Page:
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Science versus wonder

  • 08 September 2009

Wonder IIIIYou talk of wonder and dusk and the sun setting below … IIIIas if it were not IIIIthe Earth spinning on … IIIIOf colour … as if more IIIIthan your visual cortex IIIItranslating wavelengths of light and … as I continue to inform you — of the greater span of the snake … IIIIyou point a cross

With your cervical vertebrae upwardly inclined you speed talk of stars … and wonder IIIII explain how you are IIIIdeceived by your body — IIIIfor we look down IIIIpinned by the force seen IIIIas I drop this half-eaten IIIIapple at your feet

IIIIAnd yet you talk of wonder … IIIIAnd I talk of the chemicals IIIIcrossing the synapses … Of this you remain wilfully unaware

IIIITalking IIIIof midnight … and wonder IIIIevidently unknowing IIIIyour midnight can IIIInever be mine

… of wonder and this IIIImoment … of being IIIIand invite me to share … IIIIIn exactly what??

As the constant in the measure of steps I re-enter the house … the equation for the droplets on my shoes?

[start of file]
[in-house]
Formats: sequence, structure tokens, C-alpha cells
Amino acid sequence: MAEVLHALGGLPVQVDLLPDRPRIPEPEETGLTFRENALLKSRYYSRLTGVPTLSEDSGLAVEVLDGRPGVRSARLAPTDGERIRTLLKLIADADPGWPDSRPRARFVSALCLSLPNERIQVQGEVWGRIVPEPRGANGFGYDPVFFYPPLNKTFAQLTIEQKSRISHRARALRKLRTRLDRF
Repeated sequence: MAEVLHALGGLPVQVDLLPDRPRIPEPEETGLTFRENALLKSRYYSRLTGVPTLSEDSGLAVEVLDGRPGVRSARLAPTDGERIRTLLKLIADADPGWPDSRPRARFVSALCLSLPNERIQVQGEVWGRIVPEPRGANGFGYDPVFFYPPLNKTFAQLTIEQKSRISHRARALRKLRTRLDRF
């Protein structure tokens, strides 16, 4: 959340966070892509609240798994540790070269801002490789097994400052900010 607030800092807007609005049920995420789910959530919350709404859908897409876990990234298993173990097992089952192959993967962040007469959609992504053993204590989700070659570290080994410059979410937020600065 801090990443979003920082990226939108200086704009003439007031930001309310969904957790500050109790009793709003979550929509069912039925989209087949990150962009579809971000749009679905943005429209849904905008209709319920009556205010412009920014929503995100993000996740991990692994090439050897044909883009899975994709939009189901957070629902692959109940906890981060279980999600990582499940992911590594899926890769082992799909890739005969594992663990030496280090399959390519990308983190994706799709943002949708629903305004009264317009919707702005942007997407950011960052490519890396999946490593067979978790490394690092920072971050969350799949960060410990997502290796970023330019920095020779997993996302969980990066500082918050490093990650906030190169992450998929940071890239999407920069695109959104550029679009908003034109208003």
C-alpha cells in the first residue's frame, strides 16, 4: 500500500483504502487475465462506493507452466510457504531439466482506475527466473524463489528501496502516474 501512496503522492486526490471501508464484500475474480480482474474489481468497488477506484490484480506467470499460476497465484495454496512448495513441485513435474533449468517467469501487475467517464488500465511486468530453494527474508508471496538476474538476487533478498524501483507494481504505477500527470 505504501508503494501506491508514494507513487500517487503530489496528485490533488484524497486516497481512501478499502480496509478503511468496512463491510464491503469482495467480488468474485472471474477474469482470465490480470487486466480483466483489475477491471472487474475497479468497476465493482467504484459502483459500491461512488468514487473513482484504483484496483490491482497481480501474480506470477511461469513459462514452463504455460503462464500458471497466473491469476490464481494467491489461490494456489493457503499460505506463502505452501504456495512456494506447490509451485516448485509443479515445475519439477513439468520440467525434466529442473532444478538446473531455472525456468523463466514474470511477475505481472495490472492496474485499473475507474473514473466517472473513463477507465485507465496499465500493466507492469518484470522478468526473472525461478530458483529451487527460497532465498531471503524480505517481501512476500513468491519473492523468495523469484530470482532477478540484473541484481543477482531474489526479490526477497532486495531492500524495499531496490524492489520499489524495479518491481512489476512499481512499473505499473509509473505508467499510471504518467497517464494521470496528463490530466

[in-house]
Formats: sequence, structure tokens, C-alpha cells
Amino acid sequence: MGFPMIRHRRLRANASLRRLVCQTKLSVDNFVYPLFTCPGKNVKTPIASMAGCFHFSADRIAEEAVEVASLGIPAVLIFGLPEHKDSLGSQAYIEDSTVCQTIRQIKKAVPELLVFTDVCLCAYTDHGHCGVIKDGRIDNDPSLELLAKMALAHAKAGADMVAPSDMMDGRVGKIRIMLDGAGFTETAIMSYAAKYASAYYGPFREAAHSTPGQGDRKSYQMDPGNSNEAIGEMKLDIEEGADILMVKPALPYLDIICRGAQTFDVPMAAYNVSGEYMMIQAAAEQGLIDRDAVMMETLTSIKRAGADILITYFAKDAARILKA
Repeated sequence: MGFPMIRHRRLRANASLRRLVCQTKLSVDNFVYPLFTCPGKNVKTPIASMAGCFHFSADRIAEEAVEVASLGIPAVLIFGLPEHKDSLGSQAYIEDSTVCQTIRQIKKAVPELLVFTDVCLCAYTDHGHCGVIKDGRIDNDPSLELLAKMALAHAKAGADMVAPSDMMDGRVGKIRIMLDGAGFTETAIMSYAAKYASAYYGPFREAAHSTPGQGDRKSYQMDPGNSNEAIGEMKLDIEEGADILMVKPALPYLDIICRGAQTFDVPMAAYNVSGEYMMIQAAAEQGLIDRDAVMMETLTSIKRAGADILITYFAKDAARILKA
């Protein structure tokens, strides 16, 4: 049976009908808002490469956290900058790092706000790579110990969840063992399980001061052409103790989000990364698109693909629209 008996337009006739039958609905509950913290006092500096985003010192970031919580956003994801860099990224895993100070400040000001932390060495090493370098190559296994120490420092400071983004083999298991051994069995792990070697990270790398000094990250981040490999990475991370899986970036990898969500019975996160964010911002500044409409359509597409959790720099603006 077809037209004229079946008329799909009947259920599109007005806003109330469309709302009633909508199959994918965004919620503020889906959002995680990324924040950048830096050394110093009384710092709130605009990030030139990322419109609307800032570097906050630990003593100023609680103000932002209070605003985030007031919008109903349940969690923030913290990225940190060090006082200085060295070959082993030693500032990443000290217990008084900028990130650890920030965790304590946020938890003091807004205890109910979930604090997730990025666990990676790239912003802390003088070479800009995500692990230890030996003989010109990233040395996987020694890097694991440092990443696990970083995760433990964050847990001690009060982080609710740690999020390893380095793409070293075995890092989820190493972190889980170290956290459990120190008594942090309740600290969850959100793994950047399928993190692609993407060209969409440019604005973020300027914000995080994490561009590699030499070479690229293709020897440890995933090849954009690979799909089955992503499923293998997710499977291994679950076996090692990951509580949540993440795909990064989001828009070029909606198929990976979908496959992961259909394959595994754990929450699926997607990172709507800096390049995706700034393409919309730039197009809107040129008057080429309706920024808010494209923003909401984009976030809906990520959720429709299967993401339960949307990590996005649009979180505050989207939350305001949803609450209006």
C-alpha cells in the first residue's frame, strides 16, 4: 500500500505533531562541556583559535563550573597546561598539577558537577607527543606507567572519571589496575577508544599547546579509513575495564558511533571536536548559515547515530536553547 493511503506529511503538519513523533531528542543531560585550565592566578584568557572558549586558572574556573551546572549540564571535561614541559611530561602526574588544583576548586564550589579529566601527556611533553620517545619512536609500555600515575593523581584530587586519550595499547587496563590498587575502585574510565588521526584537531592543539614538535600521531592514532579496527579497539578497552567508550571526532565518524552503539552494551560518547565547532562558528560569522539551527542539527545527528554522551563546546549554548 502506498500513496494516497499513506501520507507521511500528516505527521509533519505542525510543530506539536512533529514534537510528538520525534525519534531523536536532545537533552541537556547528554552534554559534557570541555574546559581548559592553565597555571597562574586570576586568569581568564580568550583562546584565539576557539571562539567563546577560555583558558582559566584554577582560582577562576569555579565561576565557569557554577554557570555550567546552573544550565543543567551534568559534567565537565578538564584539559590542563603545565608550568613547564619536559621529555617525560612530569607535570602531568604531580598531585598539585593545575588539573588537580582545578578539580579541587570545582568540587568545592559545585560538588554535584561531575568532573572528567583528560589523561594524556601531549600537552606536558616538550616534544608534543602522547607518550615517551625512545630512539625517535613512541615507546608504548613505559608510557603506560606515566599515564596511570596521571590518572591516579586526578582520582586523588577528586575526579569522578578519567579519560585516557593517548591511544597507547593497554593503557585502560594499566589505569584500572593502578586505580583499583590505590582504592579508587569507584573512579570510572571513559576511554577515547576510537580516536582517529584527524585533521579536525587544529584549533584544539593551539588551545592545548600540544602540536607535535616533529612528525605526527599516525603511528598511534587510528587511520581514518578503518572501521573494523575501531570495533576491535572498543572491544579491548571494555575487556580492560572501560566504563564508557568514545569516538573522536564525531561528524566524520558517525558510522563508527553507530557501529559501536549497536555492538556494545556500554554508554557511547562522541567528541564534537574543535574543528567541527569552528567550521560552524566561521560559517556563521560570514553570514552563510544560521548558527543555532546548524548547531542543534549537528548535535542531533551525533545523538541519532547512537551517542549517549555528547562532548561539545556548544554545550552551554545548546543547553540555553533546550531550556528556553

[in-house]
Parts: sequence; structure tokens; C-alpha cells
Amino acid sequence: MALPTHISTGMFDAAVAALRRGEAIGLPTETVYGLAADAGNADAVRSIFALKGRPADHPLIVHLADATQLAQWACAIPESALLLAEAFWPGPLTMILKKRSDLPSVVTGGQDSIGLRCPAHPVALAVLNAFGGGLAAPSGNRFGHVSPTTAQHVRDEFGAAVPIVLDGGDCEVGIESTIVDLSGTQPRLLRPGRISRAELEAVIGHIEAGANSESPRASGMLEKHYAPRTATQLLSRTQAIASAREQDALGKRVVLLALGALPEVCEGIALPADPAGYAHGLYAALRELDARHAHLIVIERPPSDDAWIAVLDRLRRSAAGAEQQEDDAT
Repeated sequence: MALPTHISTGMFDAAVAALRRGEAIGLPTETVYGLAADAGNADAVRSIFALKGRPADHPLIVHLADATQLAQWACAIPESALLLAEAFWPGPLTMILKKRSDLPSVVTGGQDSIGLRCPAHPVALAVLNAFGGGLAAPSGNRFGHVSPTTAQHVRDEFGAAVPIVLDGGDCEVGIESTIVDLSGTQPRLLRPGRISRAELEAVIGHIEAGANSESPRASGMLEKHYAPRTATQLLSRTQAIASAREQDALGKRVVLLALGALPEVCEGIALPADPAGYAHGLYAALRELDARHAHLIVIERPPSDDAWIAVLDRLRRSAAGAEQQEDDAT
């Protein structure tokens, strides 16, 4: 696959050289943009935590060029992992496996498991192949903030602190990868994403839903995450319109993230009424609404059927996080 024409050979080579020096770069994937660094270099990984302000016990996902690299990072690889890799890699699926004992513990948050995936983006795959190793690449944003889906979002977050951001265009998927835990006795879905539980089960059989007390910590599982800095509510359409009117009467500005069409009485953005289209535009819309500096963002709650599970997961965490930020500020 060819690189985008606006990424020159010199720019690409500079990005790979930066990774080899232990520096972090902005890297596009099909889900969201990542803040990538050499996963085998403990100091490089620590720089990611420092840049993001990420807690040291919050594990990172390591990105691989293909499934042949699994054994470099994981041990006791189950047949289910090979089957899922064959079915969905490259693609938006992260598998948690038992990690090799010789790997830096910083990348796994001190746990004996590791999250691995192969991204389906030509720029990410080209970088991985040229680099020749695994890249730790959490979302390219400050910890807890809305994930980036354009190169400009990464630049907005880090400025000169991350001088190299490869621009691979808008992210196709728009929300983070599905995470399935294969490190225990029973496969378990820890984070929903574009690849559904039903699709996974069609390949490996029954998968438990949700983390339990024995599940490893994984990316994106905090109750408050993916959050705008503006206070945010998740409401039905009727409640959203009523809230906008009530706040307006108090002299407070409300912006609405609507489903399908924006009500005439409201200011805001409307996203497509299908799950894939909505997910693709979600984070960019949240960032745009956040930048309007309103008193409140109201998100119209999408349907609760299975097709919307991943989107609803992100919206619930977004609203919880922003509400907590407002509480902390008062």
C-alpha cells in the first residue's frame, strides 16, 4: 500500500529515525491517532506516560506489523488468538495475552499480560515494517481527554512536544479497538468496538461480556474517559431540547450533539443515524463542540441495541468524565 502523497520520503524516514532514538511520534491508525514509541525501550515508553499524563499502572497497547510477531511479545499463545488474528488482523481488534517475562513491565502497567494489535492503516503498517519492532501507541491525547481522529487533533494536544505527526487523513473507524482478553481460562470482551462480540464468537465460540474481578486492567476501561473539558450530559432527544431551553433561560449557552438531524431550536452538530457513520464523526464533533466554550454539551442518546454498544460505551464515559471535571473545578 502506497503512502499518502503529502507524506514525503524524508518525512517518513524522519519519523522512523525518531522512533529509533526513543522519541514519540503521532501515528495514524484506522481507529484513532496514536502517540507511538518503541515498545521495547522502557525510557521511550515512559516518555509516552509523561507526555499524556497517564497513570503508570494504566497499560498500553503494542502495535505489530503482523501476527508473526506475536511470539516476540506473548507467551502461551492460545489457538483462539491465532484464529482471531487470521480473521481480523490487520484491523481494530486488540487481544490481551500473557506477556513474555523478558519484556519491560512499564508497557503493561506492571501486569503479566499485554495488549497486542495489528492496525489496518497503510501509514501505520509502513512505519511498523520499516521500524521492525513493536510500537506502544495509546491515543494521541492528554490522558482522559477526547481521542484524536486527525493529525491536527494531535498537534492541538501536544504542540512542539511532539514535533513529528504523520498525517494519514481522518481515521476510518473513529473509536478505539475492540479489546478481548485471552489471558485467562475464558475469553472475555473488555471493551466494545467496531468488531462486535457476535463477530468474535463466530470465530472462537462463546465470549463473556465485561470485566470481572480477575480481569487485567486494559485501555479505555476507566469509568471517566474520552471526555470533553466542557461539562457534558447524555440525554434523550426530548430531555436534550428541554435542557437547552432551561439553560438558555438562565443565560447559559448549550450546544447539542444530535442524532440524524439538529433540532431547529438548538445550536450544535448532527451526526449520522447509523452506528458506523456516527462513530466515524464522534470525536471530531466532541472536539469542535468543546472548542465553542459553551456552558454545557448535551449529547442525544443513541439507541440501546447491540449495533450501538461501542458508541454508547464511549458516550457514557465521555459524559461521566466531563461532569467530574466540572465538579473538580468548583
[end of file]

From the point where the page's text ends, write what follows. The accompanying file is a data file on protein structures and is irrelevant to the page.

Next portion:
IIIIIn your thoughtless version of time IIIIyou will come in eventually muttering IIIIabout a stiff neck … That is predicative

IIIIand regression analysis of the current IIIIdata would appear to demonstrate IIIIsignificance

–Kathryn Hamann

The night train One day you will realise, though you will not remember which day, since the days are in the end much the same, but still it will be one day and not another, it will be like switching on the lamp in the night train, you will never see the scenery for the reflection again.

And here it is. Wherever you go, you will find yourself already there — sitting not in the centre, but at the end of the bench, beneath the eaves, bag clutched in your lap. The rain comes in sideways, and your trouser cuffs are wet: the dots have joined like ink. It's unmistakeably you, the way, having slept against the headrest, curled around the bag, your hair now stands up at the crown, fronds of bedraggled fern; the way your trousers bunch in the flex of the hip. You must have alighted hours ago; and when the light behind the clouds went down beneath the chain link fence, when asked — Are you alright? you must have said — I'm waiting for someone to collect me. You're too polite to say: no.

–Belinda Rule

Kathryn Hamann is a Melbourne based poet. She is the author of five books; the latest, The Threshold of Silence, appeared in 2008. Her work has appeared Australia wide as well as overseas. One poem even travels free on Connex. Belinda Rule is a candidate for Diploma of Professional Writing and Editing at RMIT. Otherwise she writes software specifications